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Public Culture 14.1 (2002) 191-213
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Cultures of Circulation:
The Imaginations of Modernity
Benjamin Lee and Edward LiPuma
The speed, intensity, and extent of contemporary global transformations challenge many of the assumptions that have guided the analysis of culture over the last several decades. Whereas an earlier generation of scholarship saw meaning and interpretation as the key problems for social and cultural analysis, the category of culture now seems to be playing catch-up to the economic processes that go beyond it. Economics owes its present appeal partly to the sense that it, as a discipline, has grasped that it is dynamics of circulation that are driving globalization--and thereby challenging traditional notions of language, culture, and nation.
There is a certain historical irony to the contemporary discovery of the centrality of circulation to the analysis of the globalization of capitalism. The anthropologist Claude Lévi-Strauss (1969) inaugurated what would later be called the "linguistic turn" by applying Prague School linguistics to the analysis of circulation and exchange in precapitalist societies; by focusing on the structural analysis of the "total social fact" of exchange, he sought to overcome the dichotomy of economy and culture that is characteristic of modern thought. In hindsight, it can be seen that his use of phonology as the model for structural analysis raised fundamental issues about structure, event, and agency that continue [End Page 191] to inform poststructuralist discussions of performative identity. One result is that performativity has been considered a quintessentially cultural phenomenon that is tied to the creation of meaning, whereas circulation and exchange have been seen as processes that transmit meanings, rather than as constitutive acts in themselves. Overcoming this bifurcation will involve rethinking circulation as a cultural phenomenon, as what we call cultures of circulation. An expanded notion of performativity would then become crucial for developing a cultural account of economic processes.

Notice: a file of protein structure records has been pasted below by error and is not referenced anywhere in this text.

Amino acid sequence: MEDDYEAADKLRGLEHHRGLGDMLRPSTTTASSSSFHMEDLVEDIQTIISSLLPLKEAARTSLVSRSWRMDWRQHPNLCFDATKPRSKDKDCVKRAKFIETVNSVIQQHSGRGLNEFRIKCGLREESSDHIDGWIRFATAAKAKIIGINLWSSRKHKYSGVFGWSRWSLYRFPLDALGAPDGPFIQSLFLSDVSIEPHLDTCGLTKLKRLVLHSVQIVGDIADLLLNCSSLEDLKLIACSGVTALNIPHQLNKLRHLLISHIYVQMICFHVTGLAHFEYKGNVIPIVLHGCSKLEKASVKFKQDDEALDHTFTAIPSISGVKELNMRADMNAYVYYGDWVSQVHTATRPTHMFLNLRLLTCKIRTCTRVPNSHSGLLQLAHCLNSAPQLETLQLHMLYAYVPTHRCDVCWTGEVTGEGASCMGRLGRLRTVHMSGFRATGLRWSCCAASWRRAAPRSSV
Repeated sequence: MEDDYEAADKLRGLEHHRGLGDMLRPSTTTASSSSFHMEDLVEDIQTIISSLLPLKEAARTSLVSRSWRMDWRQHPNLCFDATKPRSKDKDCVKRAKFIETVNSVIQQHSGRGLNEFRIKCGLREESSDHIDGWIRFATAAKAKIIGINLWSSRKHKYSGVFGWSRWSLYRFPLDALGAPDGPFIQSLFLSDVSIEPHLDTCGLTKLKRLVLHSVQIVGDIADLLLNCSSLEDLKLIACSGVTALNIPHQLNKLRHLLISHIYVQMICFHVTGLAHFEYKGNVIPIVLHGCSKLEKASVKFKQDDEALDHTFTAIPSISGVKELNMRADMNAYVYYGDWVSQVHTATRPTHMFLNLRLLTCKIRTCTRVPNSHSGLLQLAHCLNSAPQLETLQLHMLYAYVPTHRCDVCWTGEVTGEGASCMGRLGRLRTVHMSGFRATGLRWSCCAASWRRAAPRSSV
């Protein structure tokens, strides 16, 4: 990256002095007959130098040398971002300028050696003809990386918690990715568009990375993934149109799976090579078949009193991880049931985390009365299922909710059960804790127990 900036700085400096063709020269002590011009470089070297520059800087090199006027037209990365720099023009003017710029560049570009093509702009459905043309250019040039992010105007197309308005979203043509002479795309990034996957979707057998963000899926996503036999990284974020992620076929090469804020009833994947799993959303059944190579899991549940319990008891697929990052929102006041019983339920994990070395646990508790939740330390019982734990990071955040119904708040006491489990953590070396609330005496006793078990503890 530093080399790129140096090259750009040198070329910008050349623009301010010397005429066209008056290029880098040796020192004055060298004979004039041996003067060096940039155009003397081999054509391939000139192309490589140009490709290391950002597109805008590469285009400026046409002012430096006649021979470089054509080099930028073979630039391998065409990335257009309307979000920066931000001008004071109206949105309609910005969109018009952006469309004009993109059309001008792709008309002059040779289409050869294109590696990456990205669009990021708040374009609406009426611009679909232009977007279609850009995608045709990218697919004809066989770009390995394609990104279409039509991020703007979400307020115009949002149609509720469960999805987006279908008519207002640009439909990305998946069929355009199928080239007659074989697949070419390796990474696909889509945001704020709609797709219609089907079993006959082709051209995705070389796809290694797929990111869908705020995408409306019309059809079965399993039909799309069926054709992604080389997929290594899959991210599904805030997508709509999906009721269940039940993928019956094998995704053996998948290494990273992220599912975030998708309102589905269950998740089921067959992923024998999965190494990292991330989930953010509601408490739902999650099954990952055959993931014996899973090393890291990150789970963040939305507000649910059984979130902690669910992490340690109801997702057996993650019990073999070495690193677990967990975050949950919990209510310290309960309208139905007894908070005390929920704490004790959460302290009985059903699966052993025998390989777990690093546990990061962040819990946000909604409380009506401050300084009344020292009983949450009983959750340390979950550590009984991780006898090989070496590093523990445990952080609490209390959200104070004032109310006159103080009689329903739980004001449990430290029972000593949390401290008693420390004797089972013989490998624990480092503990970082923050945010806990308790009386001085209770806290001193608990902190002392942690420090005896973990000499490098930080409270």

If circulation is to serve as a useful analytic construct for cultural analysis, it must be conceived as more than simply the movement of people, ideas, and commodities from one culture to another. Instead, recent work indicates that circulation is a cultural process with its own forms of abstraction, evaluation, and constraint, which are created by the interactions between specific types of circulating forms and the interpretive communities built around them. It is in these structured circulations that we identify cultures of circulation. Our idea draws from a variety of contemporary sources, including Benedict Anderson's (1991) account of nation, narration, and imagination; Jürgen Habermas's (1989) work on public opinion and the public sphere; Arjun Appadurai's (1996) conceptualizations of cultural flows and "-scapes"; and Charles Taylor's essay, in this issue, on the self-reflexive creation of modern social imaginaries. But our project also harks back to classic anthropological work on gifts and exchange such as studies by Marcel Mauss (1967) and Bronislaw Malinowski (1966), and their updatings by Pierre Bourdieu (1977), Annette Weiner (1992), and Jacques Derrida (1992), as well as Marxist analyses of money and capital (Postone 1993; Harvey 1982). The broad range of this legacy suggests that developing a critical perspective on circulation will require moving beyond disciplinary boundaries and placing it in a conceptual space that encompasses some of the most difficult and troubling issues in contemporary cultural and philosophical analysis: self-reflexivity, performativity, indexicality, metalanguage, objectification, and foundationalism, to name just a few.
Cultures of circulation are created and animated by the cultural forms that circulate through them, including--critically--the abstract nature of the forms that underwrite and propel the process of circulation itself. The circulation of such forms--whether the novels and newspapers of the imagined community or the equity-based derivatives and currency swaps of the modern market--always presupposes the existence of their respective interpretive communities, with their own forms of interpretation and evaluation. These interpretive communities determine lines of interpretation, found institutions, and set boundaries based principally on their own internal dynamics. [End Page 192]
The three social imaginaries that Taylor (in this issue) suggests are crucial to Western modernity--the public sphere, the...